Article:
Indonesia estimates there are 479 sunken ships off its coast alone. Fujian Jiada has supplied five of the eight salvage barges found to be active in the Java Sea in recent years. The vessels have sailed under the Chinese flag and also under those of Cambodia and Mongolia. One of them is the Hai Wei Gong 889, a crane ship which has sailed with a different name and under Chinese and Cambodian flags.
A team from the Lamongan administration has excavated a grave, reported to be the burial site of three Dutch navy personnel killed in a World War II battle in the Java Sea, in Brondong subdistrict last week.
via Deutche Welle, 05 February 2018: Tourist steals bricks from Ayutthaya, suffers an ‘unpeaceful’ life, returns them by mail.
An envelope containing three bricks believed to be centuries old and a note in Thai was sent to the Tourism Authority of Thailand last week, said Panupong Paengkul, a tourism official in the ancient city of Ayutthaya where the bricks were reportedly stolen from. “The note indicated that the bricks should be returned to any temple in Ayutthaya because the sender had not lived a peaceful life since, but it didn’t elaborate on what had really happened,” Panupong said. “The note was written in Thai. I suspect it was translated by Google,” he added, declining to reveal the name and nationality of the sender.
More than 48 shipwrecks have been illicitly salvaged – and the figure may be much higher. Museums can play a key role in the protection of these wrecks, alongside strategic recovery and legislative steps.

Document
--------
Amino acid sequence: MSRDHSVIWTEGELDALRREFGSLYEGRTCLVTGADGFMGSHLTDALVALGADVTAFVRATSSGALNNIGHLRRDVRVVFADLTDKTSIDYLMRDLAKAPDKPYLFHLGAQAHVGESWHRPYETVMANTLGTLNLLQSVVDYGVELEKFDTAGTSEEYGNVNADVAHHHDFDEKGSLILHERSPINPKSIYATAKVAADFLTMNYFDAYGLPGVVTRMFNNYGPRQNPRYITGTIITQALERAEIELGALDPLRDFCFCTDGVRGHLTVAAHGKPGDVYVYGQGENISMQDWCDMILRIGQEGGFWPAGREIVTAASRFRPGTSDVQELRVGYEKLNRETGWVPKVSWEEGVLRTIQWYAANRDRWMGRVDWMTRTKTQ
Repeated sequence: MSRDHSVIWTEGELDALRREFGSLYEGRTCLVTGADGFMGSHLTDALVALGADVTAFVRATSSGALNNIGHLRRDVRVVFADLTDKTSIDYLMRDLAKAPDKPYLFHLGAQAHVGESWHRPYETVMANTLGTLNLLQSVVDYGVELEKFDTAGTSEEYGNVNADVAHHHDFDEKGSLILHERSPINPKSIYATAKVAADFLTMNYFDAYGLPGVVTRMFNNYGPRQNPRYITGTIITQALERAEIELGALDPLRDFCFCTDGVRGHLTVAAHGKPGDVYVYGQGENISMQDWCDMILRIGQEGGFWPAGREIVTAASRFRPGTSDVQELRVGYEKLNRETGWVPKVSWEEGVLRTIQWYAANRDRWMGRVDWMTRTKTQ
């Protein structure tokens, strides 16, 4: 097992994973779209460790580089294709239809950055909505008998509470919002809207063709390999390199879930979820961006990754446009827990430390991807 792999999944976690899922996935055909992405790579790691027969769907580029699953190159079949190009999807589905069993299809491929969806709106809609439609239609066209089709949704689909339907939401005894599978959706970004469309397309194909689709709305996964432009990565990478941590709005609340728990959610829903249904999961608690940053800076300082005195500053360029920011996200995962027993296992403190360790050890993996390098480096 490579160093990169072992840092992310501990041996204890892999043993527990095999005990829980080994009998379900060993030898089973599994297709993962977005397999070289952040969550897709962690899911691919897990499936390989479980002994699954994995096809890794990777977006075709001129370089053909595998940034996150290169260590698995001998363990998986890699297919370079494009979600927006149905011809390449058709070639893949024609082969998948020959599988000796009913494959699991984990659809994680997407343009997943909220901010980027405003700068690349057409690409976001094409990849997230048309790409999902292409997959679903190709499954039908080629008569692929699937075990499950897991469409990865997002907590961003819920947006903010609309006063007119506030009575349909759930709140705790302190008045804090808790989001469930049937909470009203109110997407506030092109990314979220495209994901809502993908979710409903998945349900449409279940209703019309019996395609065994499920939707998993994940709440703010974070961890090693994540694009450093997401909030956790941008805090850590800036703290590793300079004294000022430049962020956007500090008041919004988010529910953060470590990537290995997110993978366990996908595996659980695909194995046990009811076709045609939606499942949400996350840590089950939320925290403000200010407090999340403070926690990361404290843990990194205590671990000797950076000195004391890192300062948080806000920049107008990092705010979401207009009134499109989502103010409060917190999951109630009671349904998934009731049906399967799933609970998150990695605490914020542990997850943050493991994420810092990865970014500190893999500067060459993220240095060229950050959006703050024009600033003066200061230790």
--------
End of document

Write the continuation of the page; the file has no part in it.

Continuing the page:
via The Guardian, 03 November 2017: 40 shipwrecks, mostly war graves, in Southeast Asian waters have been found to be illegally scavenged at unprecedented rates.
Dozens of warships believed to contain the remains of thousands of British, American, Australian, Dutch and Japanese servicemen from the second world war have been illegally ripped apart by salvage divers, the Guardian can reveal.
An analysis of ships discovered by wreck divers and naval historians has found that up to 40 second world war-era vessels have already been partially or completely destroyed. Their hulls might have contained the corpses of 4,500 crew.
Governments fear other unmarked graves are at risk of being desecrated. Hundreds more ships – mostly Japanese vessels that could contain the war graves of tens of thousands of crew killed during the war – remain on the seabed.
via Apollo Magazine, 26 August 2017: A short biography of André Malraux, a Frenchman who was convicted of looting antiquities from Cambodia – from Banteay Srei! – and eventually became the French Minister of Culture! For more of his dastardly exploits in Cambodia, you should also check out this lecture by Dr Lia Genovese which was delivered at the Siam Society earlier this year.
In 1923 André Malraux (1901–76) was a young dandy with few achievements to his name, but he was already circulating in Parisian high society on the strength of his personality. To his new wife Clara Goldschmidt, he suggested an adventure in the Far East, which would allow them ‘to live to our standards, at least for a few years’. And so the young couple set off for what was then Indochina, travelling along the Mekong Delta to Cambodia, and the 10th-century Hindu temple Banteay Srei in Angkor, where Malraux and his old school friend Louis Chevasson walked in as curious tourists and walked out with Khmer-era sculptures under their arms. They pried them loose from the temples using chisels and picks with a plan to sell the stolen goods on the art markets in London or New York. But it was foiled before they could return to Europe. The French colonial police promptly arrested the pair and put them on trial in Phnom Penh. Malraux received a three-year prison sentence and Chevasson 18 months.